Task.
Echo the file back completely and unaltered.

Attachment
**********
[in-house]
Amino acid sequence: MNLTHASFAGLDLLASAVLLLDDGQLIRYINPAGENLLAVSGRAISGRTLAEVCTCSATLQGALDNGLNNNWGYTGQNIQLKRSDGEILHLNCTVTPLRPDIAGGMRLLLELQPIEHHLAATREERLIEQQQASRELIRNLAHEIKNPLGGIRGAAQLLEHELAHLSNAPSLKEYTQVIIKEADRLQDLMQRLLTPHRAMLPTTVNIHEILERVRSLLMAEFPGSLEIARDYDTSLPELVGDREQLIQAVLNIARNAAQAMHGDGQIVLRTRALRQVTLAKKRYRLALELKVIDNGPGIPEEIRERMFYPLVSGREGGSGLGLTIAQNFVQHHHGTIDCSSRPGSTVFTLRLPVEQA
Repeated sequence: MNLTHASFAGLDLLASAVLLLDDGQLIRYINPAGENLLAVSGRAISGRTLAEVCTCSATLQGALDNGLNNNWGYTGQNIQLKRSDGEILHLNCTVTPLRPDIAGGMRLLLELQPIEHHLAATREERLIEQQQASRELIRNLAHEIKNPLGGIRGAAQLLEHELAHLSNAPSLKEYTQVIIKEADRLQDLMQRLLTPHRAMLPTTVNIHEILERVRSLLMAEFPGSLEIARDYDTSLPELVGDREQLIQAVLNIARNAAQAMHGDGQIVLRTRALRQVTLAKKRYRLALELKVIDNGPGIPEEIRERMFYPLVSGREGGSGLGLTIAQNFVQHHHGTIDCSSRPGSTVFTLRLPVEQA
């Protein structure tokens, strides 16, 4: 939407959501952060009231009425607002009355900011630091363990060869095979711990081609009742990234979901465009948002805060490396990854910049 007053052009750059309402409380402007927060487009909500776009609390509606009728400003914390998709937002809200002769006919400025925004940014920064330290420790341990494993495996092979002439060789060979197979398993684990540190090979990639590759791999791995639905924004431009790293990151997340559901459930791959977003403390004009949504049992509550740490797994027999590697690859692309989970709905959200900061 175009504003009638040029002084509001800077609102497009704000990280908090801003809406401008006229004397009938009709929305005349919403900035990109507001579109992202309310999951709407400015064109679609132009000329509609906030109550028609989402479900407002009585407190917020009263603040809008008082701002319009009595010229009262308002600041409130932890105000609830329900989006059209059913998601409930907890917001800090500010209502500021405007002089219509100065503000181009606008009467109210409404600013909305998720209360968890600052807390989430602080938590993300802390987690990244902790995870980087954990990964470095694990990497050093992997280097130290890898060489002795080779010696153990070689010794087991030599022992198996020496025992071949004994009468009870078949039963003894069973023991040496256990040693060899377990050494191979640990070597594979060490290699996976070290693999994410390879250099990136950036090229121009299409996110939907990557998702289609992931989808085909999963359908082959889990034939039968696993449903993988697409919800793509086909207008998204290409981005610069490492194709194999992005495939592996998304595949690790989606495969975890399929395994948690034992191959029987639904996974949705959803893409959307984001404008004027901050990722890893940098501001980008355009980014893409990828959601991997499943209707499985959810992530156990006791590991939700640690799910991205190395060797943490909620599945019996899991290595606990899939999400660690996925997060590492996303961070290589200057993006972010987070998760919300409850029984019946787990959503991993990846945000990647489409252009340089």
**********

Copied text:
[in-house]
Amino acid sequence: MNLTHASFAGLDLLASAVLLLDDGQLIRYINPAGENLLAVSGRAISGRTLAEVCTCSATLQGALDNGLNNNWGYTGQNIQLKRSDGEILHLNCTVTPLRPDIAGGMRLLLELQPIEHHLAATREERLIEQQQASRELIRNLAHEIKNPLGGIRGAAQLLEHELAHLSNAPSLKEYTQVIIKEADRLQDLMQRLLTPHRAMLPTTVNIHEILERVRSLLMAEFPGSLEIARDYDTSLPELVGDREQLIQAVLNIARNAAQAMHGDGQIVLRTRALRQVTLAKKRYRLALELKVIDNGPGIPEEIRERMFYPLVSGREGGSGLGLTIAQNFVQHHHGTIDCSSRPGSTVFTLRLPVEQA
Repeated sequence: MNLTHASFAGLDLLASAVLLLDDGQLIRYINPAGENLLAVSGRAISGRTLAEVCTCSATLQGALDNGLNNNWGYTGQNIQLKRSDGEILHLNCTVTPLRPDIAGGMRLLLELQPIEHHLAATREERLIEQQQASRELIRNLAHEIKNPLGGIRGAAQLLEHELAHLSNAPSLKEYTQVIIKEADRLQDLMQRLLTPHRAMLPTTVNIHEILERVRSLLMAEFPGSLEIARDYDTSLPELVGDREQLIQAVLNIARNAAQAMHGDGQIVLRTRALRQVTLAKKRYRLALELKVIDNGPGIPEEIRERMFYPLVSGREGGSGLGLTIAQNFVQHHHGTIDCSSRPGSTVFTLRLPVEQA
């Protein structure tokens, strides 16, 4: 939407959501952060009231009425607002009355900011630091363990060869095979711990081609009742990234979901465009948002805060490396990854910049 007053052009750059309402409380402007927060487009909500776009609390509606009728400003914390998709937002809200002769006919400025925004940014920064330290420790341990494993495996092979002439060789060979197979398993684990540190090979990639590759791999791995639905924004431009790293990151997340559901459930791959977003403390004009949504049992509550740490797994027999590697690859692309989970709905959200900061 175009504003009638040029002084509001800077609102497009704000990280908090801003809406401008006229004397009938009709929305005349919403900035990109507001579109992202309310999951709407400015064109679609132009000329509609906030109550028609989402479900407002009585407190917020009263603040809008008082701002319009009595010229009262308002600041409130932890105000609830329900989006059209059913998601409930907890917001800090500010209502500021405007002089219509100065503000181009606008009467109210409404600013909305998720209360968890600052807390989430602080938590993300802390987690990244902790995870980087954990990964470095694990990497050093992997280097130290890898060489002795080779010696153990070689010794087991030599022992198996020496025992071949004994009468009870078949039963003894069973023991040496256990040693060899377990050494191979640990070597594979060490290699996976070290693999994410390879250099990136950036090229121009299409996110939907990557998702289609992931989808085909999963359908082959889990034939039968696993449903993988697409919800793509086909207008998204290409981005610069490492194709194999992005495939592996998304595949690790989606495969975890399929395994948690034992191959029987639904996974949705959803893409959307984001404008004027901050990722890893940098501001980008355009980014893409990828959601991997499943209707499985959810992530156990006791590991939700640690799910991205190395060797943490909620599945019996899991290595606990899939999400660690996925997060590492996303961070290589200057993006972010987070998760919300409850029984019946787990959503991993990846945000990647489409252009340089």